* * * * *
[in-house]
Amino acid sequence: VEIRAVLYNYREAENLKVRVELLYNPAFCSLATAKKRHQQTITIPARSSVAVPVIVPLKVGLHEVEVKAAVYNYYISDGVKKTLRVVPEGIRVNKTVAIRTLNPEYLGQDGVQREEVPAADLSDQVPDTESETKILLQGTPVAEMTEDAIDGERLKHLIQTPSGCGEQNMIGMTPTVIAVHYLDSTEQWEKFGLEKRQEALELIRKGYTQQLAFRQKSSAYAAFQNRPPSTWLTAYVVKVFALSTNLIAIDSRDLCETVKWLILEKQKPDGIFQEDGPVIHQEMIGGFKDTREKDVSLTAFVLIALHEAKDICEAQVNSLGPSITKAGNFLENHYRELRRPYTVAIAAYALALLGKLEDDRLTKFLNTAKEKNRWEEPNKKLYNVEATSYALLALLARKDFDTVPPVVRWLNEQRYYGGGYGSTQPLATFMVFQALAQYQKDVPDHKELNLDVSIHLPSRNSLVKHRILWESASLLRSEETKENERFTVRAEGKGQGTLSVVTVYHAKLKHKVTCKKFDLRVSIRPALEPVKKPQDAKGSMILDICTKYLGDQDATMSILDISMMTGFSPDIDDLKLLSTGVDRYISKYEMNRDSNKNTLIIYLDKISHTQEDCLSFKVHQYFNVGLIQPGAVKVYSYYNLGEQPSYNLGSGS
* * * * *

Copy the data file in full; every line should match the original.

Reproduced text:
[in-house]
Amino acid sequence: VEIRAVLYNYREAENLKVRVELLYNPAFCSLATAKKRHQQTITIPARSSVAVPVIVPLKVGLHEVEVKAAVYNYYISDGVKKTLRVVPEGIRVNKTVAIRTLNPEYLGQDGVQREEVPAADLSDQVPDTESETKILLQGTPVAEMTEDAIDGERLKHLIQTPSGCGEQNMIGMTPTVIAVHYLDSTEQWEKFGLEKRQEALELIRKGYTQQLAFRQKSSAYAAFQNRPPSTWLTAYVVKVFALSTNLIAIDSRDLCETVKWLILEKQKPDGIFQEDGPVIHQEMIGGFKDTREKDVSLTAFVLIALHEAKDICEAQVNSLGPSITKAGNFLENHYRELRRPYTVAIAAYALALLGKLEDDRLTKFLNTAKEKNRWEEPNKKLYNVEATSYALLALLARKDFDTVPPVVRWLNEQRYYGGGYGSTQPLATFMVFQALAQYQKDVPDHKELNLDVSIHLPSRNSLVKHRILWESASLLRSEETKENERFTVRAEGKGQGTLSVVTVYHAKLKHKVTCKKFDLRVSIRPALEPVKKPQDAKGSMILDICTKYLGDQDATMSILDISMMTGFSPDIDDLKLLSTGVDRYISKYEMNRDSNKNTLIIYLDKISHTQEDCLSFKVHQYFNVGLIQPGAVKVYSYYNLGEQPSYNLGSGS